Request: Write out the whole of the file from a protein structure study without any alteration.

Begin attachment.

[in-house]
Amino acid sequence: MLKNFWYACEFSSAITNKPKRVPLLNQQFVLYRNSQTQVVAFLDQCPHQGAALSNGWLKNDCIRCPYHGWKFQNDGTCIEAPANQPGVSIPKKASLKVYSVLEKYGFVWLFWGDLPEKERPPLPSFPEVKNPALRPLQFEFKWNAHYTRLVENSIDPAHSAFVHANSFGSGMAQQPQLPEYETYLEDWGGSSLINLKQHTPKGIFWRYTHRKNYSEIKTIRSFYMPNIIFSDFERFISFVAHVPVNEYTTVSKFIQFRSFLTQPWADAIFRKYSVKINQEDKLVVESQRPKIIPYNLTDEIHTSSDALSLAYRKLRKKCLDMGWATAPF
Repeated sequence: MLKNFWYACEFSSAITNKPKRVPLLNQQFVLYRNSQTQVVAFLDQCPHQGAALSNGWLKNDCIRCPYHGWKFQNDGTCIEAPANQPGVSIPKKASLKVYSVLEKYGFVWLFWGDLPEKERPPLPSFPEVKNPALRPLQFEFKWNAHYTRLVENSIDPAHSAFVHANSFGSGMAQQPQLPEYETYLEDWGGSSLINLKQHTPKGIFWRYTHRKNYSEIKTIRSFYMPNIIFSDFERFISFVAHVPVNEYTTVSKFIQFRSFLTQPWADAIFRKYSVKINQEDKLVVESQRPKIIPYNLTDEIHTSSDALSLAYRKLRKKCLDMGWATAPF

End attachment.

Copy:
[in-house]
Amino acid sequence: MLKNFWYACEFSSAITNKPKRVPLLNQQFVLYRNSQTQVVAFLDQCPHQGAALSNGWLKNDCIRCPYHGWKFQNDGTCIEAPANQPGVSIPKKASLKVYSVLEKYGFVWLFWGDLPEKERPPLPSFPEVKNPALRPLQFEFKWNAHYTRLVENSIDPAHSAFVHANSFGSGMAQQPQLPEYETYLEDWGGSSLINLKQHTPKGIFWRYTHRKNYSEIKTIRSFYMPNIIFSDFERFISFVAHVPVNEYTTVSKFIQFRSFLTQPWADAIFRKYSVKINQEDKLVVESQRPKIIPYNLTDEIHTSSDALSLAYRKLRKKCLDMGWATAPF
Repeated sequence: MLKNFWYACEFSSAITNKPKRVPLLNQQFVLYRNSQTQVVAFLDQCPHQGAALSNGWLKNDCIRCPYHGWKFQNDGTCIEAPANQPGVSIPKKASLKVYSVLEKYGFVWLFWGDLPEKERPPLPSFPEVKNPALRPLQFEFKWNAHYTRLVENSIDPAHSAFVHANSFGSGMAQQPQLPEYETYLEDWGGSSLINLKQHTPKGIFWRYTHRKNYSEIKTIRSFYMPNIIFSDFERFISFVAHVPVNEYTTVSKFIQFRSFLTQPWADAIFRKYSVKINQEDKLVVESQRPKIIPYNLTDEIHTSSDALSLAYRKLRKKCLDMGWATAPF